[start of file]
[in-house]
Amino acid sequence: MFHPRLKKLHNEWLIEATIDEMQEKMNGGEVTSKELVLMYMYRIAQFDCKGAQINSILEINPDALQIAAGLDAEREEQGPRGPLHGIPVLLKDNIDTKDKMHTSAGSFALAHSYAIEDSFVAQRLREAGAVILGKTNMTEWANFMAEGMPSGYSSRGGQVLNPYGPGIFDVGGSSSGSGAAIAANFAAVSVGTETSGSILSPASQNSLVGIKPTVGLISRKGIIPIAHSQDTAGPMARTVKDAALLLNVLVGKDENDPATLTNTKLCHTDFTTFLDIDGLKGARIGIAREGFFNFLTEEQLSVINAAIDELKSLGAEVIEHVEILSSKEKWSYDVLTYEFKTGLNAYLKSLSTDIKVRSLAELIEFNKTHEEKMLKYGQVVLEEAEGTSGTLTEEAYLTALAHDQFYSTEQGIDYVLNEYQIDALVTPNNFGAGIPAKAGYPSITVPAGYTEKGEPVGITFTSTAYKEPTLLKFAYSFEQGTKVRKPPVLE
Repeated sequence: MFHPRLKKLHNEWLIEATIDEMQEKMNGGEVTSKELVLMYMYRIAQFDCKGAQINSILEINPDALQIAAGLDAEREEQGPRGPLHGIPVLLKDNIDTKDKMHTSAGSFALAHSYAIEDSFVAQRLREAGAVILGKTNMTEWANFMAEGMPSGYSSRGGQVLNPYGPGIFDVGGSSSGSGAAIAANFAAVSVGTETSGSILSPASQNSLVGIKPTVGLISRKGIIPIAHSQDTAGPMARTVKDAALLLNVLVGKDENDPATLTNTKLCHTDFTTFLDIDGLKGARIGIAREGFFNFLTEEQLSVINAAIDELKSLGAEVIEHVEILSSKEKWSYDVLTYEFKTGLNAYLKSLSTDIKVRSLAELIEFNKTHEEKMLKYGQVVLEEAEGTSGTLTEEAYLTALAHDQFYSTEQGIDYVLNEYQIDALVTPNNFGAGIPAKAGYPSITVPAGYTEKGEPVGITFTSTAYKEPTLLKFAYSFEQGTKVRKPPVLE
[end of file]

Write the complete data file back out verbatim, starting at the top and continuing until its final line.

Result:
[in-house]
Amino acid sequence: MFHPRLKKLHNEWLIEATIDEMQEKMNGGEVTSKELVLMYMYRIAQFDCKGAQINSILEINPDALQIAAGLDAEREEQGPRGPLHGIPVLLKDNIDTKDKMHTSAGSFALAHSYAIEDSFVAQRLREAGAVILGKTNMTEWANFMAEGMPSGYSSRGGQVLNPYGPGIFDVGGSSSGSGAAIAANFAAVSVGTETSGSILSPASQNSLVGIKPTVGLISRKGIIPIAHSQDTAGPMARTVKDAALLLNVLVGKDENDPATLTNTKLCHTDFTTFLDIDGLKGARIGIAREGFFNFLTEEQLSVINAAIDELKSLGAEVIEHVEILSSKEKWSYDVLTYEFKTGLNAYLKSLSTDIKVRSLAELIEFNKTHEEKMLKYGQVVLEEAEGTSGTLTEEAYLTALAHDQFYSTEQGIDYVLNEYQIDALVTPNNFGAGIPAKAGYPSITVPAGYTEKGEPVGITFTSTAYKEPTLLKFAYSFEQGTKVRKPPVLE
Repeated sequence: MFHPRLKKLHNEWLIEATIDEMQEKMNGGEVTSKELVLMYMYRIAQFDCKGAQINSILEINPDALQIAAGLDAEREEQGPRGPLHGIPVLLKDNIDTKDKMHTSAGSFALAHSYAIEDSFVAQRLREAGAVILGKTNMTEWANFMAEGMPSGYSSRGGQVLNPYGPGIFDVGGSSSGSGAAIAANFAAVSVGTETSGSILSPASQNSLVGIKPTVGLISRKGIIPIAHSQDTAGPMARTVKDAALLLNVLVGKDENDPATLTNTKLCHTDFTTFLDIDGLKGARIGIAREGFFNFLTEEQLSVINAAIDELKSLGAEVIEHVEILSSKEKWSYDVLTYEFKTGLNAYLKSLSTDIKVRSLAELIEFNKTHEEKMLKYGQVVLEEAEGTSGTLTEEAYLTALAHDQFYSTEQGIDYVLNEYQIDALVTPNNFGAGIPAKAGYPSITVPAGYTEKGEPVGITFTSTAYKEPTLLKFAYSFEQGTKVRKPPVLE